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The insight developed through this study showed how the children’s use of language could be characterised as flexible, investigative, argumentative, actual and descriptive. The diversity became evident. When reflecting on this now, 15 years later, one methodological tool becomes important: The formal school-mathematics that usually is part of the curriculum was not introduced. The mathematics that was defined by the curriculum was, of course, reflected in the work – but more important, the work implied a wider range of mathematics - and other ways of symbolising. Excluding the formal mathematical language became a tool to get in touch with the diversity of children’s knowledge. In the study this was seen as a tool for releasing the children’s use of mathematical tools. It was a tool for learning about the mathematics of the children, to get in contact with and learn about the diversity. Work related to this study became basis for Teacher Education in the Nordic Countries. The documentation of children’s use of knowledge and their linguistic and communicative abilities motivates teachers and teacher students to investigate, make use of and stimulate children’s mathematical competencies. To an increasing extent it serves as an aim for teachers to actualise the formal mathematics as ways of reasoning, ways of expressing – in context of the diversity of children’s mathematics (one way among other ways). (Johnsen Høines, 1998). When we started focussing on these aspects, we were met by ignorance and arrogance. Children have mathematical knowledge without being formally taught? Which mathematics can they do? What do you mean by mathematics when you claim this? We had to present examples of children’s mathematics and their language. The responses often sounded like: “Oh yes… but this in not real mathematics….” (How did we dare to touch the mathematics!) However, something has happened. When communicating with students, teachers, parents or “the average person” today, telling that children develop mathematical competencies outside school and before they start school; most people understand what it is about. They want some stories, and bring new stories. Do we see some movements concerning the attitude to mathematics in the society? How far we have moved? If (or when) we are to teach pupils formal algorithms today, it is quite often organised in an investigative atmosphere. The pupils develop their own methods individually and by cooperating. They investigate the quality of their different methods. To make the formal method to be investigated in the same way, and used accordingly can be seen as an aim. However, the processes moving between the informal and formal algorithms often seem to be difficult. The formal algorithms are not easily seen as one method among others. Should they?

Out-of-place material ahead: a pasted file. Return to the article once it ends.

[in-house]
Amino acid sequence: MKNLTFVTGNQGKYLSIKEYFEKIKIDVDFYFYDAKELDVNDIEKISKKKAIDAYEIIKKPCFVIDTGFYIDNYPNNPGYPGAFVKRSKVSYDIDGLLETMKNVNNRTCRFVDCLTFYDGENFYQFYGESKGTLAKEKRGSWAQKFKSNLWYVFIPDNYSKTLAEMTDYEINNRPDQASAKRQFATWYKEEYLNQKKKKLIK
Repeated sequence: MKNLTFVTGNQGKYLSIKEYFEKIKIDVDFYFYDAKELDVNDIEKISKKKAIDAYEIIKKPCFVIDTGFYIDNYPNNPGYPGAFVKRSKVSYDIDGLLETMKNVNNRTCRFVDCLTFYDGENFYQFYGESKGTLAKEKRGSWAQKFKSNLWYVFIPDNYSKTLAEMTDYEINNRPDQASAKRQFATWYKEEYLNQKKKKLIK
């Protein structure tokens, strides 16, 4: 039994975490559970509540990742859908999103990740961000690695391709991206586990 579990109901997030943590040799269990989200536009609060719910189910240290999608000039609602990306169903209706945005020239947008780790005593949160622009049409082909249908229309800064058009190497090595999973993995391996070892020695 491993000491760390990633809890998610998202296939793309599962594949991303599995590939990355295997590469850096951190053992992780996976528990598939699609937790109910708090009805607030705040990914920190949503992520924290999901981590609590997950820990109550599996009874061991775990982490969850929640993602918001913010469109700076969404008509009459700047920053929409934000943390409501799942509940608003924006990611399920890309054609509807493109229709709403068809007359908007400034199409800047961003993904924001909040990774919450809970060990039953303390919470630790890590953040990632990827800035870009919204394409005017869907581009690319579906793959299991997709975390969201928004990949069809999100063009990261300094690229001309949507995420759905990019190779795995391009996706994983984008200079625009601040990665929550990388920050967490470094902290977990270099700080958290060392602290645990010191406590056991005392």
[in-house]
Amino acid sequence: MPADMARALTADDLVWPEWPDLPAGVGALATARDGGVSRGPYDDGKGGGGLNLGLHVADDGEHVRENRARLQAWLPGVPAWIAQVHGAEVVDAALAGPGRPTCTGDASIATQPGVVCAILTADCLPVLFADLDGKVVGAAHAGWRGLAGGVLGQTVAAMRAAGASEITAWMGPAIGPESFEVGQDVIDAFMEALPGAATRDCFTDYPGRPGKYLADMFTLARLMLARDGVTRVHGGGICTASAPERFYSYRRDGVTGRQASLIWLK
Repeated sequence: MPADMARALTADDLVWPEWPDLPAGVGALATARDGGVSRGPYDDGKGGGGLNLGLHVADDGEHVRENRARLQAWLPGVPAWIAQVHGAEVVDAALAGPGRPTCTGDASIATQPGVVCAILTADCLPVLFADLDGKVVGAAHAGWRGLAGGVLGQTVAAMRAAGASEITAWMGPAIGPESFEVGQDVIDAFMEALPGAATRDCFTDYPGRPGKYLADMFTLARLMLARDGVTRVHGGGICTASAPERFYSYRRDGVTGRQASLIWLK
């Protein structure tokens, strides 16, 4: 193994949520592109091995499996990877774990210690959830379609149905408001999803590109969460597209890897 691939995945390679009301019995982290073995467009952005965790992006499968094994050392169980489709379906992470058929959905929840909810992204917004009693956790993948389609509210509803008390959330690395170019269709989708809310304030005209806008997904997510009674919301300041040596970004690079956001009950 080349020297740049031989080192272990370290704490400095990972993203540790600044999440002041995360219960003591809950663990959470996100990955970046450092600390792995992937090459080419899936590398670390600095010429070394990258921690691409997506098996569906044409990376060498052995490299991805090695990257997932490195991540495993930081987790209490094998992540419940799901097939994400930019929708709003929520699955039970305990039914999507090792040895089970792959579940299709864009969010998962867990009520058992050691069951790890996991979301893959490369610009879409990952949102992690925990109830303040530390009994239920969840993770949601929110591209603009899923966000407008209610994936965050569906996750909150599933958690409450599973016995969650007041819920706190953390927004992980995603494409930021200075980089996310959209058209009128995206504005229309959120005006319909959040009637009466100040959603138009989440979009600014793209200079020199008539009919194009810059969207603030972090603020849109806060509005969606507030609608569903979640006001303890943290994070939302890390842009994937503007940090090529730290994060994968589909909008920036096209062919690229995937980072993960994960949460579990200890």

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DIFFERENT LANGUAGES STRUCTURE THE CONTENT DIFFERENTLY. When discussing the different algorithms I remember saying: There are different ways to express the same content. At a distance I remember the voice of the child that I see supports another approach: It is the same but it is not the same! Different texts imply different content. They order the content differently. The content becomes different (Bakhtin, 1998; Johnsen Høines, 2002). I see a comment from the Conference on Environment in Johannesburg 2002 addressing aspects related to this when it is said that one needs to acknowledge and support the language of indigenous people. The point was being made that their knowledge about the environment is important for the work on protecting the environment. It was argued that knowledge is implied within the language. Through language people structure their observations; they make their categories and their hypotheses. To protect languages is about protecting knowledge. It is important to the people that own the languages, and it is also important to the world (and the scientific field). This can be seen in the context of the children’s language: Their knowledge is implied in their language. This supports an approach to empower the children’s mathematical language. It is important to them and it is important to us. It also tells us that the formal mathematical language is characterised by certain ways of ordering. The content is implied in the language. This is supported by the child’s voice: It is the same, but it is not the same! THE FORMAL MATHEMATICS – AN AUTHORITARIAN FIELD When the authorised or formal mathematical language is positioned in this area it is not positioned as equal to the others (even if we try to introduce it that way). The formal mathematics is not easily seen as one alternative amongst others. Mathematical texts are authoritarian texts. We cannot deal with them “the way we want”. Mathematics in school has an authoritarian tradition. The tradition is not easily changed, and is implied in the texts. (Text here refers to a text theoretical approach related to Bakhtin and Lotman. However I do not pretend to elaborate this perspective here). I describe the texts as authoritarian in the sense that a kind of loyalty and obedience is expected. The continuation of the text is expected to be in the line of how it is (Wertsch, 1991, p.78). This is embedded in the genre itself. It is underlined by the voices connected to it. These voices are the traces of the tradition. We can hear the “teacher’s voice” making “explanations”, talking about how to do it. We can identify parents’ voices or voices from politicians. Those voices are implied in the text. The following section confirms that children interpret such voices.